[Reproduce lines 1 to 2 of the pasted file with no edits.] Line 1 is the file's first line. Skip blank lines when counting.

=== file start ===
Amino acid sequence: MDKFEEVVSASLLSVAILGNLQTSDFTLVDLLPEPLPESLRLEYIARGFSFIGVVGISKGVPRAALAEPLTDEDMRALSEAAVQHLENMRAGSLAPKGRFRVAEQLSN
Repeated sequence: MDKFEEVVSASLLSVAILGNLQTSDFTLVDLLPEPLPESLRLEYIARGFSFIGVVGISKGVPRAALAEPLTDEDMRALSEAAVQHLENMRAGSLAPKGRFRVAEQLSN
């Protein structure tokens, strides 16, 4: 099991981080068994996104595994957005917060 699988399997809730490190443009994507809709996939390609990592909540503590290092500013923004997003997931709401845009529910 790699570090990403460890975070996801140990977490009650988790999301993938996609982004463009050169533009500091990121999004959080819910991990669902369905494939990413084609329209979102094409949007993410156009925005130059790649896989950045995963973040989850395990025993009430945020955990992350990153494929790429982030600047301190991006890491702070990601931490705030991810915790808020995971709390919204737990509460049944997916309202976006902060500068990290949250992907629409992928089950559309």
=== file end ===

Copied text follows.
Amino acid sequence: MDKFEEVVSASLLSVAILGNLQTSDFTLVDLLPEPLPESLRLEYIARGFSFIGVVGISKGVPRAALAEPLTDEDMRALSEAAVQHLENMRAGSLAPKGRFRVAEQLSN
Repeated sequence: MDKFEEVVSASLLSVAILGNLQTSDFTLVDLLPEPLPESLRLEYIARGFSFIGVVGISKGVPRAALAEPLTDEDMRALSEAAVQHLENMRAGSLAPKGRFRVAEQLSN